The new cold war involves more than Ukraine and Europe — it threatens to encompass the entire world
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Hey there, time traveller!
This article was published 14/04/2022 (287 days ago), so information in it may no longer be current.
The war in Ukraine began with NATO’s attempt to redefine its position in Europe. It now threatens to encompass the entire world.
The precise reasons for Russia’s decision to invade Ukraine in February are still unclear. Was Russian President Vladimir Putin merely trying to pre-empt any effort by Ukraine to join the North Atlantic alliance? Or, as Prime Minister Justin Trudeau has suggested, were his motives darker? Were they linked to efforts to destroy through genocide the very idea of Ukraine?
We don’t yet know the answers to these questions. What we do know is that the growing Ukraine crisis now affects far more than Europe.
Canada is affected directly. It has dispatched troops to Latvia, and more recently Poland. It is also sending naval forces to the Black Sea.
But countries ranging from North Korea to India are also being drawn in. Some, such as Turkey and Israel are attempting to act as intermediaries between Russia and its critics.
Turkey, Israel and Russia all have similar interests in Syria.
India also has interests in Russia that make it unwilling to join in NATO’s condemnation of Moscow.
North Korea? It has not adopted a formal position on the Ukraine war. But it has taken lessons from the conflict. In particular, it has been reminded that nuclear capability is a crucial deterrent. In the case of Ukraine, the only thing that has kept NATO from declaring all-out war on Russia has been the fact that Moscow has nukes.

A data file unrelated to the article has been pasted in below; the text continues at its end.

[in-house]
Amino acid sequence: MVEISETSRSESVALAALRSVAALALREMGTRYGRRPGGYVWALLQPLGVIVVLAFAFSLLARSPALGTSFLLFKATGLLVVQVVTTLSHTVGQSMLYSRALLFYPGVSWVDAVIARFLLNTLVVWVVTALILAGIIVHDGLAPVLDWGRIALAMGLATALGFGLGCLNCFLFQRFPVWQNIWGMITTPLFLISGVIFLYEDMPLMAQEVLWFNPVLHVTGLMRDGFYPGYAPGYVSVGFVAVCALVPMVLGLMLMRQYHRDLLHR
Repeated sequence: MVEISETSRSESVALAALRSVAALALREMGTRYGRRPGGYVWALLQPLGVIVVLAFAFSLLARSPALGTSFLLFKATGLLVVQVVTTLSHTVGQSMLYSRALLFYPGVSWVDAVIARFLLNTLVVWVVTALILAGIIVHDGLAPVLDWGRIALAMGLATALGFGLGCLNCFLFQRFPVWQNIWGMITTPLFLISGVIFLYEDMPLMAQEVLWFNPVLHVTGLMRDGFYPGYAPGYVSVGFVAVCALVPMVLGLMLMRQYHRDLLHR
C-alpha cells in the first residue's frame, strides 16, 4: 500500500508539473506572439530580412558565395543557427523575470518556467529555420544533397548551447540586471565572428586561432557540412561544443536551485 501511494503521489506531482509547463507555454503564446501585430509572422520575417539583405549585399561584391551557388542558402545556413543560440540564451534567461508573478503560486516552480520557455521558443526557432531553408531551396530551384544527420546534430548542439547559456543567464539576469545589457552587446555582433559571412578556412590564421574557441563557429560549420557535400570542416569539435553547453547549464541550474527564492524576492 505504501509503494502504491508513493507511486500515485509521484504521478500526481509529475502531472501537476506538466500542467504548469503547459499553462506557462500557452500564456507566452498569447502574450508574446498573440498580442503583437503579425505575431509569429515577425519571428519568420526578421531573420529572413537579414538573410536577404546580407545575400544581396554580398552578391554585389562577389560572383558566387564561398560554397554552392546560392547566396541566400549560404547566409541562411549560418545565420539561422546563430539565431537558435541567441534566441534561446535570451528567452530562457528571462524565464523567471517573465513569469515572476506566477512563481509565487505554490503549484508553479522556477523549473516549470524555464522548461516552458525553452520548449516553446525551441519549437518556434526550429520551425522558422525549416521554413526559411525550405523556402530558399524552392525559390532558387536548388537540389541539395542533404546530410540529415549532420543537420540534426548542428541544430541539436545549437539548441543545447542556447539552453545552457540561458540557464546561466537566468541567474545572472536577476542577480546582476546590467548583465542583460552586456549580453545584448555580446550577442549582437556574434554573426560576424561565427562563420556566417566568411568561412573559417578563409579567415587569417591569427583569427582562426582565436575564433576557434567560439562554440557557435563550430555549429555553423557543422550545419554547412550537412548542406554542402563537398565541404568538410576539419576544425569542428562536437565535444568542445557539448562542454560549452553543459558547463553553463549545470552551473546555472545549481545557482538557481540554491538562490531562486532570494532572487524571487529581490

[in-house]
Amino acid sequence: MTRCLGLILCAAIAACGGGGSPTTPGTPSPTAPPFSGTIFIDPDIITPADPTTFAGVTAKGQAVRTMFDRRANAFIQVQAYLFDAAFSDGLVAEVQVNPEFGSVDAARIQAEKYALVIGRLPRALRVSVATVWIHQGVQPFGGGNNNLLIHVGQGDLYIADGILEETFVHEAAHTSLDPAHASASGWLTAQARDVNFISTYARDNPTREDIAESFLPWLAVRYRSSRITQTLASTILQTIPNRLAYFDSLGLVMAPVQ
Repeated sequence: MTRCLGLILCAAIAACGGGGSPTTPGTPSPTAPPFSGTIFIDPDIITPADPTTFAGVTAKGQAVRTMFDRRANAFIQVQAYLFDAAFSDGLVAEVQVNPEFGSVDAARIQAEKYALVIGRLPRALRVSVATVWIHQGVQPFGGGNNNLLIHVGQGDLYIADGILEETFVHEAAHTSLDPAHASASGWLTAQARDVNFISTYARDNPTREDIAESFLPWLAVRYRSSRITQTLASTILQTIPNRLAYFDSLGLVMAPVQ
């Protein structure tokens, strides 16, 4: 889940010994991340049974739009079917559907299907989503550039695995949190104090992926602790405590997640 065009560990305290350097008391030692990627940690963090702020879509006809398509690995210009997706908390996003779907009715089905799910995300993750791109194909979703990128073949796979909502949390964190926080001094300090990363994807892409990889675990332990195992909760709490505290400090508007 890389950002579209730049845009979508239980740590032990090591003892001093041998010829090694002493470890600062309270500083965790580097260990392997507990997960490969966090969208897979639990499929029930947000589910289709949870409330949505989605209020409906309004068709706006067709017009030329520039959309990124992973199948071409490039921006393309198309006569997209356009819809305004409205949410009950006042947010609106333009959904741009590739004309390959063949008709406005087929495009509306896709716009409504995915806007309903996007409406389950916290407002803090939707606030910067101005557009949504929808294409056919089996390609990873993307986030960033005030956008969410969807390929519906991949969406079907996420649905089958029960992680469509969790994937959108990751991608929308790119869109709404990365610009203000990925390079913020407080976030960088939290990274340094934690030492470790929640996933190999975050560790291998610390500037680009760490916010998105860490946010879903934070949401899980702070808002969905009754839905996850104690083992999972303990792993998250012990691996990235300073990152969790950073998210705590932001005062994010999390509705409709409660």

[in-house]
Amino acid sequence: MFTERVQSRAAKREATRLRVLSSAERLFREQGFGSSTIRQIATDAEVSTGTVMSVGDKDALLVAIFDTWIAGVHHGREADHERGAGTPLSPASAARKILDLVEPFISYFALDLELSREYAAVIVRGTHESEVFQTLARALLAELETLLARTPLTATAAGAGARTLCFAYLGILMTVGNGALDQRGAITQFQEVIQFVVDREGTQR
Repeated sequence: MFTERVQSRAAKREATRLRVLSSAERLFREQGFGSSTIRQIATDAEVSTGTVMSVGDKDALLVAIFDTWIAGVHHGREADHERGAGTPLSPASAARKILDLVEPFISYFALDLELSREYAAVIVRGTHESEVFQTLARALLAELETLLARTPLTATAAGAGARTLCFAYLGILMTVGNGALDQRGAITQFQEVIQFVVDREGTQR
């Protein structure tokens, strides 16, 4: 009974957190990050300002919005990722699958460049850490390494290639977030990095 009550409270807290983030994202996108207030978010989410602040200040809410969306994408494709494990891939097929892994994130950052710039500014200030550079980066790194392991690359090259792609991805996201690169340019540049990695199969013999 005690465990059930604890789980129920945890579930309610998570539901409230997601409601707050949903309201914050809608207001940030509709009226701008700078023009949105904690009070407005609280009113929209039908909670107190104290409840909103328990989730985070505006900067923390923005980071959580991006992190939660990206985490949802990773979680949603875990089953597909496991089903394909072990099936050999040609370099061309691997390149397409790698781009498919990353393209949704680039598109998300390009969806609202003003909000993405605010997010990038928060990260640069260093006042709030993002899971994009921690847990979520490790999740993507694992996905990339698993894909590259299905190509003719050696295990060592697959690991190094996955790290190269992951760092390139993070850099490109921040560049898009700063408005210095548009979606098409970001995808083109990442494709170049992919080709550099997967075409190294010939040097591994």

It is no coincidence that North Korea marked the beginning of the Russia-Ukraine war by resuming its provocative missile testing program.
This is not good news. For a while, it had seemed that North Korean dictator Kim Jong Un was willing to put off his nuclear program while negotiations took place.
Those hopes have since been dashed. In part, this was because South Koreans elected a new right-wing president who is not interested in negotiations with the North.
But in part it was the North’s reading of the Ukraine crisis: Might is right; nothing can outdo nuclear weapons. Why bother talking?
This is reinforced by a unique characterization of this war: It is blamed entirely on one man. Putin is treated by his foes as the epitome of evil. Not just a bad guy, but the worst man who has ever lived.
Hence the attempt to define Putin as a practitioner of genocide. It’s not enough that he be accused of encouraging rape and murder. It’s not enough that his decision to break the peace and attack Ukraine in February was demonstratively a war crime. If the international crusade to oust Putin from power is to succeed, he must be exposed as the villain he is.
There is a certain irony in seeing Trudeau dismiss Putin for the crime of genocide. Trudeau has also accused Canada and the Canadian government he heads as genocidal in their treatment of Indigenous people. Yet Trudeau is not demanding that the genocidal Liberal government be shut down. No one is demanding that Trudeau be brought before the International Criminal Court on charges of genocide.
But then, in a way, none of this is serious. Putin’s reasons for starting this war are ludicrous. NATO’s reasons for keeping it going are nonsensical.
The war gets bigger and more dangerous. The pressure points of the old cold war are being reactivated. No one is seriously looking for a negotiated solution. People die.
Thomas Walkom is a Toronto-based freelance contributing columnist for the Star. Reach him via email: firstname.lastname@example.org